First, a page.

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I've seen some postings of code for permutations on here but I haven't really been able to find a good step-by-step walk through of what is actually going on. If someone could just explain what is actually happening in each step of this code I would really appreciate it. I can't quite seem to wrap my head around it. The code I'm looking at is in Python and is from http://snippets.dzone.com/posts/show/753.

def all_perms(str):
    if len(str) <=1:
        yield str
    else:
        for perm in all_perms(str[1:]):
            for i in range(len(perm)+1):
                yield perm[:i] + str[0:1] + perm[i:]


for p in all_perms(['a','b','c']):
    print p
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3 Answers 3

up vote 1 down vote accepted

First of all, the name of the parameter str is a bad choice. It's probably due to the fact that it works for all kinds of sequence types in Phyton but it should be seq or something to make the intention clear.

  1. If the length of the list is <= 1 (empty or one element) return the list (there is just one solution for this case).

  2. For all other cases:

    a) Create all permutations of str[1:] (i.e. the list just without the head element).

    b) Insert the head element at each position in each permutation created in a) and return the result

yield works a bit like return; the main difference is that the current value is returned and, when the function is called again, it continues with the instruction after the yield.

This way, it's easy to assemble the result.

Example:

'a' gives 'a' (trivial). 'ab' first chops of the head ('a'), then creates all permutations of b (there is just one: 'b' itself). Now the head is inserted at every position, so we end up with 'ab' (head+list) and 'ba' (list+head).

etc.

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Thank you! This is what I was looking for. The combination of the yield and recursion made it tough for me to grasp at first, but it makes sense now. And I know what you're saying about the str variable. Had I written it I wouldn't have named it that either, but I just grabbed it from the site I mentioned in my original post. Thanks again! –  bb89 Mar 25 '11 at 17:07
    
It's astonishing how much more simple some code can become when you give variables the proper names; that's why I mentioned it. –  Aaron Digulla Mar 25 '11 at 17:09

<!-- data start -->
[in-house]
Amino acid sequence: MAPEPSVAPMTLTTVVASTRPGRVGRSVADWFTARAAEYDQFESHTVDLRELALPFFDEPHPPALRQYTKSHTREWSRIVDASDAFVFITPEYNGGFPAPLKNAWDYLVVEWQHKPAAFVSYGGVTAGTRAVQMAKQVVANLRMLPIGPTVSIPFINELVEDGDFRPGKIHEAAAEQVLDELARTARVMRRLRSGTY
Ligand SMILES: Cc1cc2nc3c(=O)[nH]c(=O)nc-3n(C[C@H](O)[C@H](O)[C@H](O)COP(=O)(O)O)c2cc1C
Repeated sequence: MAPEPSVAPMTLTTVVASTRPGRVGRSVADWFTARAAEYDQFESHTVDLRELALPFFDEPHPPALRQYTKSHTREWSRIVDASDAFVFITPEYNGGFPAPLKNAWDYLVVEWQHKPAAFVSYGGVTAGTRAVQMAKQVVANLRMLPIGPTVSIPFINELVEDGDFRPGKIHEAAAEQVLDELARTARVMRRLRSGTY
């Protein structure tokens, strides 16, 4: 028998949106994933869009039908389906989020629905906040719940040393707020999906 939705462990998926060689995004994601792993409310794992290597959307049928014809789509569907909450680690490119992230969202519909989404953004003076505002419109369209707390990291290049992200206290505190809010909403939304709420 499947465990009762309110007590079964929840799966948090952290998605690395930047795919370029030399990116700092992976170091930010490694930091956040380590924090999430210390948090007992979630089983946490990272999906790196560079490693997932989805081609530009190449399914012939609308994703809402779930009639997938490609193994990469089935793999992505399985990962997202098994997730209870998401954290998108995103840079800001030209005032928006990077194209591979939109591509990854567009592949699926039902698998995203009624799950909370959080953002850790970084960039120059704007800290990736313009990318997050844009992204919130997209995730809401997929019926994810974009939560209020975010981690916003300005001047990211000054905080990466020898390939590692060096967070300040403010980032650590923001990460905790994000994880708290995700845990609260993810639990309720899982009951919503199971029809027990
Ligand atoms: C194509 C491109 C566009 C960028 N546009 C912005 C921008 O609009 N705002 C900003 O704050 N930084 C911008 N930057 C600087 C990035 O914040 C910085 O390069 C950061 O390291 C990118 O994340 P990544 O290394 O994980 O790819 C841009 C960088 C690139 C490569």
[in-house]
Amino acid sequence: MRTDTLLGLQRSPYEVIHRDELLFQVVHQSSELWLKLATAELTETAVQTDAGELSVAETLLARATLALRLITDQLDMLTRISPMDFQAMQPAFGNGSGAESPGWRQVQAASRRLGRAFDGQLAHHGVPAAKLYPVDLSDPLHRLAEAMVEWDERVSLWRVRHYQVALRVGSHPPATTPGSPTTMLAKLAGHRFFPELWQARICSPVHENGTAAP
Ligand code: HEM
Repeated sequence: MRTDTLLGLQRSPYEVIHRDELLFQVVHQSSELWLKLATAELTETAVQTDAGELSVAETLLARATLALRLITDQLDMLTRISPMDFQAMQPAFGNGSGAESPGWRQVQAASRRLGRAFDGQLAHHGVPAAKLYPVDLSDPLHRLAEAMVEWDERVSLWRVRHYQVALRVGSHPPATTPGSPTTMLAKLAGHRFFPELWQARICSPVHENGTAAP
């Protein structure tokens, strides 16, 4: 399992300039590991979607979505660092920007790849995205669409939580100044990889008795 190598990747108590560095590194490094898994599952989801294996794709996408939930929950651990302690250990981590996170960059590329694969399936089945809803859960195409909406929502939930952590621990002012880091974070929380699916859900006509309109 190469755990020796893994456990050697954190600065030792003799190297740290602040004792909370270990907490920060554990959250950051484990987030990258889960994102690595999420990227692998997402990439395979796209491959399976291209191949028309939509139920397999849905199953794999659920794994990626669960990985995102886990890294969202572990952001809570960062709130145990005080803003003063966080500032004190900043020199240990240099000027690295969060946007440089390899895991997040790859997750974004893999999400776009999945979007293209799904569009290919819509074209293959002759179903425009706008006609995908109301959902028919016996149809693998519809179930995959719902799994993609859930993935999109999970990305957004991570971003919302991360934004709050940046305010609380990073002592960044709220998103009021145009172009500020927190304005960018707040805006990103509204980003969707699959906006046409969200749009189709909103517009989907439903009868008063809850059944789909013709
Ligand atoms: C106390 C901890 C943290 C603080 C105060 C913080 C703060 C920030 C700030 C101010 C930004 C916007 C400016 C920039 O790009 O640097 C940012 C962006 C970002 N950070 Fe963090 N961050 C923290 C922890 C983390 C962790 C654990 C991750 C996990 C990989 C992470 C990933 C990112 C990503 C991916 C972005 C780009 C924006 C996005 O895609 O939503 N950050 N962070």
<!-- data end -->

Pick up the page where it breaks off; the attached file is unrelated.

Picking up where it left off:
def all_perms(str):
    # If there is only one item, there can be only one permutation
    # yield the single item
    if len(str) <=1:
        yield str
    else:
        # loop over the permutations returned by a recursive call to all_perms
        # note it is passing a subset of the list passed in.
        for perm in all_perms(str[1:]):
            # for each returned sub-permutation insert the item that
            # wasn't passed into each possible position.
            for i in range(len(perm)+1):
                yield perm[:i] + str[0:1] + perm[i:]


for p in all_perms(['a','b','c']):
    print p

So you pass in ['a','b','c'].

It calls all_perms(['b', 'c']) and that calls all_perms(['c']) which yields 'c'.

the yield statement means that all_perms() is a generator the fact that it calls itself means it is using recursion.

I'd recommend using itertools.permutations rather than that snippet.

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Thank you, this was very helpful. I knew about itertools.permutations but I really just wanted to have a better understanding of what was going on in the code I posted. Thanks again! –  bb89 Mar 25 '11 at 17:09

What you see is a iterator generator. It's a function that returns an object which can be looped over.

during the execution of the for loop, all_perms is executed up to the point where it hits a yield. The value yielded is passed to the loop as p variable. Then the execution of all_perms is continued at the position after the yield statement where the method exited last time.

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